Since becoming GM of the Diamondbacks about 43 months ago (September 22, 2010), Kevin Towers has completed 32 trades with 22 different teams. What would the current roster look like if we reversed each and every one of them?

Understand, I’m asking you to suspend disbelief for a purely academic exercise. It’s not so simple, of course, and Towers would undoubtedly have made different decisions about player extensions and free agent signings if the roster was this much different. Also, one of the main motivations for trades are gluts at certain positions, and erasing them all could therefore lead to some very unrealistic situations. I was still curious about the results, however, and thought you might be, too.

So here are the rules: this is about the May 13, 2014 roster only, although we will pay attention to significant minor league players. Players traded away whose contracts expired will therefore not be considered – except if that player signed an extension while under the contract traded away by the D-backs (this is a moot point, it turns out). We will assume all other transactions, including free agent signings, would be unchanged.

Only 13 of Towers’s 32 trades at the helm of the D-backs front office would have an impact right now. Check out the full list if you like, but here are the ones that matter for this exercise:

To be sure, there are trades here that worked out well for the D-backs — especially the trades for Brad Ziegler and Aaron Hill. I’d add the Matt Reynolds move, as well, but this exercise is about erasing all of Towers’s trades, not just the bad ones. I think the above list is a little misleading, because some players were included in those trades that wouldn’t impact the current roster. So here’s a summary of the players involved, either major leaguers or minor leaguers likely to impact the major league team:

Players currently in the organization who wouldn’t be: Brad Ziegler, Aaron Hill, Trevor Cahill, Cliff Pennington, Didi Gregorius, Martin Prado, Randall Delgado, Brandon Drury, Zeke Spruill, Nick Ahmed, Matt Reynolds, Tony Campana, Joe Thatcher, Matt Stites, Justin Choate, Mark Trumbo, A.J. Schugel, Brandon Jacobs, Addison Reed, and Lucas Harrell.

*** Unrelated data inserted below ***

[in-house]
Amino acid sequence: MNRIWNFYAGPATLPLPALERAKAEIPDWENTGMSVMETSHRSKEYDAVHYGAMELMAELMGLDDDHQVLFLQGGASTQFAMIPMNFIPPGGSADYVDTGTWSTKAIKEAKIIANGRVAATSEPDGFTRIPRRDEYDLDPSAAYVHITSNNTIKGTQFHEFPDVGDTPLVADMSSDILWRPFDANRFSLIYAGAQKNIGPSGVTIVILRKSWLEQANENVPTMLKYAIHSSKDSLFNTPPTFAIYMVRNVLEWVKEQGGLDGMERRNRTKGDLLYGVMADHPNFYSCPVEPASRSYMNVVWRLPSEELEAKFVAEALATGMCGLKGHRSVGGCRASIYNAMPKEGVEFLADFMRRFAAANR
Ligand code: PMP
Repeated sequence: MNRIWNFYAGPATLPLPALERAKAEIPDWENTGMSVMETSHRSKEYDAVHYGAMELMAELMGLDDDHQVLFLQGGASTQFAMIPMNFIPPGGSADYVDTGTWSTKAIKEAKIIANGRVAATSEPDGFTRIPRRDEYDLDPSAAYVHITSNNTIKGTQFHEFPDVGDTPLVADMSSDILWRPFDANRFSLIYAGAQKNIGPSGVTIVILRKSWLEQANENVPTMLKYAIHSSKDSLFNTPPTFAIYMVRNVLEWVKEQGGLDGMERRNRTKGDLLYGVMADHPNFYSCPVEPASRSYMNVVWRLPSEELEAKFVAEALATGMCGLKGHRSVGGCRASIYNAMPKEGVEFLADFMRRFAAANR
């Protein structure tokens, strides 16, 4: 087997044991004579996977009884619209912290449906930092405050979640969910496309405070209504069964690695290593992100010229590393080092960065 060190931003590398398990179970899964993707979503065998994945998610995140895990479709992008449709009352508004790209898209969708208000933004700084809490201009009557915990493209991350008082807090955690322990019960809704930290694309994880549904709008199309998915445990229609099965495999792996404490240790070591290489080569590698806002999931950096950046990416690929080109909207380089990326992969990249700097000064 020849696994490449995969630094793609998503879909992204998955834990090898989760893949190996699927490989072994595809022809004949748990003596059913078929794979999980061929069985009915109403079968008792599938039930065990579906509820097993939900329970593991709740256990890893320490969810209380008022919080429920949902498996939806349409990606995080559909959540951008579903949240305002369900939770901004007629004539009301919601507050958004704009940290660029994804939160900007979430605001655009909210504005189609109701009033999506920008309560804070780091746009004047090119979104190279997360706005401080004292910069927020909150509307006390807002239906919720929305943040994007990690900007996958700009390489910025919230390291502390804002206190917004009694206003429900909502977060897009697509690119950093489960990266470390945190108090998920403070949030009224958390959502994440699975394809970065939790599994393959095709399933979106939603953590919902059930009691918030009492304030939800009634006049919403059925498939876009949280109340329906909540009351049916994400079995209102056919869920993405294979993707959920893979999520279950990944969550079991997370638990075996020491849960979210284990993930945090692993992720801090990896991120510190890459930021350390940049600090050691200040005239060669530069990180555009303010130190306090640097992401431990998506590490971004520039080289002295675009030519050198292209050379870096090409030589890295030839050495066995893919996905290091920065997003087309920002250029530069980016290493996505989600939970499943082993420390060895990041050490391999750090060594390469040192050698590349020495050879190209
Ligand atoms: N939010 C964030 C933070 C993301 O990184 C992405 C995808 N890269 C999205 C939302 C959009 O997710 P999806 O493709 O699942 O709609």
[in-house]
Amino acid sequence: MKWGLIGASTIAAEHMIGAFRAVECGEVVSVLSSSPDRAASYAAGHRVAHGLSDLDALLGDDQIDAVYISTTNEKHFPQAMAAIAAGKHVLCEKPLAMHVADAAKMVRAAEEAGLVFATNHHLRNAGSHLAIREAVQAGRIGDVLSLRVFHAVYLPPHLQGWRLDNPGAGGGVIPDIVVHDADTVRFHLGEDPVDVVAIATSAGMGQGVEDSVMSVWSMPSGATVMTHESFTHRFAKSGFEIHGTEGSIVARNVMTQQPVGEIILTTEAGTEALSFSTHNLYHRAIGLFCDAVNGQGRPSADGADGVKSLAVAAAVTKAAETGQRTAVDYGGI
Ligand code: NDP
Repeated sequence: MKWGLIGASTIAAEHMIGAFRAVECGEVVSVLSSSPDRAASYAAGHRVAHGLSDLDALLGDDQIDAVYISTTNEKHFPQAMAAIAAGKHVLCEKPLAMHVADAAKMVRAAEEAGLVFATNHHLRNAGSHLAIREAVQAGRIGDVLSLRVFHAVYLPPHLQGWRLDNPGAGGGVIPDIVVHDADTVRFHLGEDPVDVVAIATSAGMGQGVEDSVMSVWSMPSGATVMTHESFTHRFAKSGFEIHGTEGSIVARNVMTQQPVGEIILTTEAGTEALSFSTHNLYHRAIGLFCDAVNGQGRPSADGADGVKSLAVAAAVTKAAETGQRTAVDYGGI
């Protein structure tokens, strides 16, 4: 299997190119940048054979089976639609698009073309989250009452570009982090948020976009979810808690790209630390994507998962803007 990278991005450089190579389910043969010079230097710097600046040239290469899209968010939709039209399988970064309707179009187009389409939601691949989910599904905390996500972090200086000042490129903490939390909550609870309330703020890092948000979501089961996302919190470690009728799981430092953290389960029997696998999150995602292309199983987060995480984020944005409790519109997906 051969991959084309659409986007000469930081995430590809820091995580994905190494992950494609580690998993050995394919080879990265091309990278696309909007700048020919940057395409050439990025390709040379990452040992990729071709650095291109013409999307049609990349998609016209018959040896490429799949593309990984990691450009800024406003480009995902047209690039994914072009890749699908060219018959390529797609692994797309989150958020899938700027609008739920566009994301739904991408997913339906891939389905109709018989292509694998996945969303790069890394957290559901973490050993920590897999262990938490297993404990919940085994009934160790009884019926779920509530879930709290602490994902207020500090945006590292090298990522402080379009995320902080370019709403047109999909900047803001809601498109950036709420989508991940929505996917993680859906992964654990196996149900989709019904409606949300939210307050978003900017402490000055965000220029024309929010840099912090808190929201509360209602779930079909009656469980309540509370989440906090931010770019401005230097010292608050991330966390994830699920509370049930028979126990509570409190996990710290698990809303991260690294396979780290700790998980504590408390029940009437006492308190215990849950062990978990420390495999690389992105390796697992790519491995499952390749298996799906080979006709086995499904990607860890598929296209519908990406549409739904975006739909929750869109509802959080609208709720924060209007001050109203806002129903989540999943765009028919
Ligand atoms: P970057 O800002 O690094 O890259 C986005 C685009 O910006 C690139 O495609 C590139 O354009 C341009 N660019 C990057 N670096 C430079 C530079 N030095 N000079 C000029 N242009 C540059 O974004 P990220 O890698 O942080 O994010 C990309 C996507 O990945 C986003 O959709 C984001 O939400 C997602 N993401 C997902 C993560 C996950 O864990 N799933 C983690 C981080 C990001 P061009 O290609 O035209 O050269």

Players currently out of the organization who would be: Jarrod Parker, Ryan Cook, Collin Cowgill, Ryan Wheeler, Trevor Bauer, Justin Upton, Ian Kennedy, David Holmberg, Adam Eaton, Tyler Skaggs, Matt Davidson.

Clearly, there’s a quantity shortfall here that, in the real world, probably would have been made up for in the free agent market. In fact, we can’t even field a real team if we reverse all of Towers’s trades because of a lack of middle infielders. As of now, the team has four shortstops (Chris Owings, Cliff Pennington, Didi Gregorius, and Nick Ahmed) and two second basemen (Aaron Hill, Tyler Bortnick) who could at least play in a pinch. But five of those six players were acquired in Towers trades, leaving just Owings. Kelly Johnson became a free agent after Towers traded him to Toronto, but for the sake of filling out a team, let’s say he stayed with the D-backs. Here’s how the current roster would compare, then, to our “alternate universe” roster:

Alternate Universe Dbacks

Rotation

Opening the 2014 season, the Alternate Universe D-backs wouldn’t necessarily have had a significantly better rotation. The D-backs would have made national news, however, for losing both Patrick Corbin and Jarrod Parker within a few weeks of each other, especially with Daniel Hudson also on the shelf. Remarkably, the rotation would still be full of depth. In place of Corbin and Parker, Tyler Skaggs would step in instead of Randall Delgado. One would hope that Dave Duncan could do with Skaggs what the Angels were able to do with him this spring; though he has just 28 strikeouts in 45.2 innings, his 4.14 ERA is supported by a shiny 1.12 WHIP. The iffy Josh Collmenter-in-the-rotation experiment would never happen.